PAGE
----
In light of the ministerial direction issued to the Australian Federal Police by the Home Affairs Minister Peter Dutton on August 9, it would be a spectacular contradiction in policy if the Australian Federal Police’s current pursuit of journalists were to end in prosecutions.
Fox guarding the henhouse; poacher in charge of the game-keeping. Choose your idiom, but appointing the parliamentary joint committee on intelligence and security to inquire into press freedom is guaranteed to get the opposite result to what is ostensibly intended.
In a rare show of unity, the heads of Australia’s biggest news organisations – the ABC, Nine and News Corp – have called for stronger legal protections for press freedom in the wake of this month’s police raids on journalists.
When you go online and write something nasty about a person, or even a small business, you risk being sued for defamation. But if someone else goes online and writes something nasty about a person on your social media page, can you be held liable even though you didn’t write it? Depending on who you … Read More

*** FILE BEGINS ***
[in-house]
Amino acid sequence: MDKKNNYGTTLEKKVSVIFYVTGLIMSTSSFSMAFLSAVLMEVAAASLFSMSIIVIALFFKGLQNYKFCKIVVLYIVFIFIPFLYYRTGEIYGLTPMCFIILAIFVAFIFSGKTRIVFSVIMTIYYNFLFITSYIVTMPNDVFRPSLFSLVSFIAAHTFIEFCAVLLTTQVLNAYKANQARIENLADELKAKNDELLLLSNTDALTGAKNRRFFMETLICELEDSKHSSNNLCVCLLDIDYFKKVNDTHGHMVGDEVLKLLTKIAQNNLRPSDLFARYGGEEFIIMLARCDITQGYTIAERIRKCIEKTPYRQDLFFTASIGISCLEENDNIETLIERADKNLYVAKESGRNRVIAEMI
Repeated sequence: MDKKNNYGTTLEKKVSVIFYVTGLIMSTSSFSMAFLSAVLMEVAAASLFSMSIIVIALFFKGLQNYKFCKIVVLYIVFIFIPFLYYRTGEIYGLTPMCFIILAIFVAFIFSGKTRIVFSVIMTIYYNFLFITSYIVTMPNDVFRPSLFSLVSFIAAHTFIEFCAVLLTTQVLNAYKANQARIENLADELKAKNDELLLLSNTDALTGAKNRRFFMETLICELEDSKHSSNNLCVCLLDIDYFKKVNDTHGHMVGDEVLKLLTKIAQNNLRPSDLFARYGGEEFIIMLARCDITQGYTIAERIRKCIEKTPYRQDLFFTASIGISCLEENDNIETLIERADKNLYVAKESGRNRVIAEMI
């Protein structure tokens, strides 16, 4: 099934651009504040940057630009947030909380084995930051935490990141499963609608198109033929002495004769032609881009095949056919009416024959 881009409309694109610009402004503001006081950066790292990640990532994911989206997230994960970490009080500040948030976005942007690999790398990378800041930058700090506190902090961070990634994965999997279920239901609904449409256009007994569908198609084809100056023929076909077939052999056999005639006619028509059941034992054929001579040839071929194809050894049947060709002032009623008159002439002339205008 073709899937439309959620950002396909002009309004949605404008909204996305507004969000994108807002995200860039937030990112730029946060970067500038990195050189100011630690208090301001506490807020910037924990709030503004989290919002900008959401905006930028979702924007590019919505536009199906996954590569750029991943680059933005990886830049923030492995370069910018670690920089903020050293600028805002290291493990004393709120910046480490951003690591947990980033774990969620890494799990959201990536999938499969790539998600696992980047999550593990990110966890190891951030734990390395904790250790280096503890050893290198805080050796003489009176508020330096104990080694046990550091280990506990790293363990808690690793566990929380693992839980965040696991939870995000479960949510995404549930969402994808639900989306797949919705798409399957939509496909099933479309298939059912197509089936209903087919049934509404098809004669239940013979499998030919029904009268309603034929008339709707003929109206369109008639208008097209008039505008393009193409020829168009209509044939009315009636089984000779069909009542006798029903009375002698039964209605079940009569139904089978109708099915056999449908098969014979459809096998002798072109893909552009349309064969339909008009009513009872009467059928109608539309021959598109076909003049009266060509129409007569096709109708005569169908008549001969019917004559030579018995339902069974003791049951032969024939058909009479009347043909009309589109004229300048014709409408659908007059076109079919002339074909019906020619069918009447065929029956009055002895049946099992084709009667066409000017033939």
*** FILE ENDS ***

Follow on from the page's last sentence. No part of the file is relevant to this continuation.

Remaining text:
In their raids on media organisations, journalists and whistleblowers, the Australian Federal Police have shown themselves to be the tool of a secretive, ruthless and vindictive executive government.
The grisly details of the murder of journalist Jamal Khashoggi are well known. It was a horrible crime, but perhaps less unique for its brutality than for the sustained public attention, and the chance that there may yet be justice.